On May 3, 2017, a little over one month before the expiration of the lease's primary term on June 7, 2017, the Oklahoma Corporation Commission entered Emergency Order No. 663389 in Cause CD 201603355T, authorizing Citizen Energy II LLC to drill a multiunit well in the Mississippian and Woodford common sources of supply underlying Sections 11 and 14, and granting a location exception. The emergency order stated that the surface location was "To be determined at the final hearing." Thereafter, on August 23, 2017, the Commission entered an Interim Order, which identified the surface location on Section 14. The final order (Order No. 681156) was not entered until August 9, 2018, after the primary term of the Lawson Lease had already expired.
Although operations to drill the McWhirter 1H-14-11 well on Section 14 were commenced during the primary term of the Lawson Lease, the lateral failed to penetrate Section 11 within the lease's primary term. The Lessor, the Lawson Trust, filed a quiet title action against Citizen Energy II LLC ("Citizen") and Roan Resources LLC, seeking to adjudicate whether the lease had expired. After the Canadian County District Court granted summary judgment to Citizen, the Plaintiff appealed to the Oklahoma Court of Civil Appeals.
In its April 7, 2020 order, the court affirmed the district court judgment. Noting the advances in drilling technology since the Kuykendall decision, and subsequent legislation authorizing the Oklahoma Corporation Commission to regulate horizontal drilling, the Oklahoma Court of Civil Appeals distinguished two types of horizontal wells: (1) A multiunit horizontal well authorized in accordance with 52 O.S. § 87.8; and (2) A horizontal well drilled in a single unit created by 52 O.S. § 87.7.
Because Citizen’s well had been drilled as a multiunit horizontal well under the provisions of 52 O.S. § 87.8, the court analyzed the language of 52 O.S. § 87.8(B)(3), which according to the court, unambiguously provides as follows:
"A multiunit horizontal well shall be treated as a well in each of the affected units and shall be subject to all of the rules otherwise applicable to any other well in any of the affected units."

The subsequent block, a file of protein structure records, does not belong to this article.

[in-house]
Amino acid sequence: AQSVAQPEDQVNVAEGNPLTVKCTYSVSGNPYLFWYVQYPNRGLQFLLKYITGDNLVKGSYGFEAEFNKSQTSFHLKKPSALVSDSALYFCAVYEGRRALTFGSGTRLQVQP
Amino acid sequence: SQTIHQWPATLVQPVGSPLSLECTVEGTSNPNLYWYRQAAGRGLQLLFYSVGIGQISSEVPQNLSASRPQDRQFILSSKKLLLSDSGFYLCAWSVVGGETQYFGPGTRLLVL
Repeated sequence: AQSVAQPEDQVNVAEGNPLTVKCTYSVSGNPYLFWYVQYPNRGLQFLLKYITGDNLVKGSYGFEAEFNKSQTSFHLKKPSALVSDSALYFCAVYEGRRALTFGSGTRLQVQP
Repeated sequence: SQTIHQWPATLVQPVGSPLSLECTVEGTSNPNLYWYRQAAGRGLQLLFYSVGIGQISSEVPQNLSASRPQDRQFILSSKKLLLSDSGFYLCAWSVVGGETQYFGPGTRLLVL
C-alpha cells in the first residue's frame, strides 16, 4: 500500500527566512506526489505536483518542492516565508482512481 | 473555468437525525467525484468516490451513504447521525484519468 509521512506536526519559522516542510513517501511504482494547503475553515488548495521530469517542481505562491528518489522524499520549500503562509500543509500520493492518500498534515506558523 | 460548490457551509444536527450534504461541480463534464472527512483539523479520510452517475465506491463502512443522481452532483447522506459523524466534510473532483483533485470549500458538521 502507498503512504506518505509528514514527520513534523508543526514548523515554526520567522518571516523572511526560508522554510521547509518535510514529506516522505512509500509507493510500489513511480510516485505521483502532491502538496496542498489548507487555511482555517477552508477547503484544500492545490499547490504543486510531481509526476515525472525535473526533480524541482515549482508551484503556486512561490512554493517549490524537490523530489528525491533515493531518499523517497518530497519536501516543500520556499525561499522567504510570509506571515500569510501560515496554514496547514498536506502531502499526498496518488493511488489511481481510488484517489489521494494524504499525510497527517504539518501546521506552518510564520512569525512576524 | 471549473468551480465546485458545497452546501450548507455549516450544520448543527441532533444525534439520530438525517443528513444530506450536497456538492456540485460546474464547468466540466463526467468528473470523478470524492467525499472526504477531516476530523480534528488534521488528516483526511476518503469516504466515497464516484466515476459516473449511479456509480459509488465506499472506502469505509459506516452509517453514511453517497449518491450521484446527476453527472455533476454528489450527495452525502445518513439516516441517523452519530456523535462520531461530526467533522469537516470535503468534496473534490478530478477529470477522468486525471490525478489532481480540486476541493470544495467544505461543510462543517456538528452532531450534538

While at first glance, the language stating that a multiunit horizontal well "shall be treated as a well in each of the affected units" appears to indicate the legislature’s intent to consider each 640-acre unit as a separate unit, the appeals court ultimately interpreted to the statute through the lens of the "One Unit One Well" principle, holding that a multiunit horizontal well shall be treated as the well in each of the affected units. The court interpreted the phrase "affected units" to mean all units included in an application filed in accordance with the provisions of 52 O.S. § 87.8 and actually penetrated by the multi-unit well drilled under the application. To that end, the court held that the provisions of 52 O.S. § 87.8 require a multiunit horizontal well commenced on Section 14 to be "treated as a well in the Section 11 unit." Thus, the lease in Section 11 could be extended by commencement of operations to drill a multiunit horizontal well on Section 14, as long as the well was commenced during the primary and completed as a producing well. As a result, it appears as though the appeals court has extended the Kuykendall holding to multiunit horizontal well proceedings.
A Petition for Certiorari was filed with the Oklahoma Supreme Court by the Lawson Trust on April 27, 2020. In briefing, the Lawson Trust argues that because Citizen chose to drill the well under separate spacing and pooling orders pursuant to 52 O.S. § 87.8, rather than create a single 1,280-acre unit under 52 O.S. § 87.9 in which to drill the well, that Section 14 was not "acreage pooled therewith" for purposes of the Lawson Lease’s commence clause. The Appellant also argues that because the Commission’s emergency order did not specify the location of the surface hole, nothing in the order prevented Citizen from moving its surface hole to Section 11 to ensure that the Lawson Lease could be extended. Essentially, the Appellant argues that the Kuykendall holding should not be extended to proceedings for approval of multi-unit wells.
In defense of its argument that a multiunit well should be considered the well for each of the affected units, Citizen points out that it is more difficult for an operator to obtain an order for a single 1,280-acre unit under 52 O.S. § 87.9 due to the statute's requirement that an operator obtain consent of 63% of the owners of royalty interest in the unit as a prerequisite to entry of an order. In its brief, Citizen also educates the appellant and the court on the conservation benefits of locating its surface hole on Section 14 instead of Section 11, namely, four governmental sections could be developed instead of two, thereby allowing four wells to be placed on a single pad instead of two.
Until the appellate proceedings for Lawson are complete, this case should be watched closely. Even if the Oklahoma Supreme Court does uphold the appeals court’s decision, operators should bear in mind that because Kuykendall still requires operations for an off-unit well to be prosecuted diligently to completion to hold a lease, Kuykendall does not give operators carte blanche to its multiunit horizontal well operations.
 Kuykendall v. Helmerich & Payne Inc., 1987 OK 51, 741 P.2d 869.
 Id. at ¶ 5, 870.
 Id. at ¶¶ 2-5, 870
 Id. at ¶ 5, 870.
 Id. at ¶ 3, 870.
 Id. at ¶ 6, 870.
 Id. at ¶ 20, 874 (emphasis added).
 Harold Lawson, Trustee of the Harold Lawson Living Trust Lawson v. Citizen Energy II, LLC et al, Case No. SD 117,799 (Okla. Civ. App. Apr. 7, 2020)
 Id. at ¶ 7.
 Id.at ¶¶ 12-14.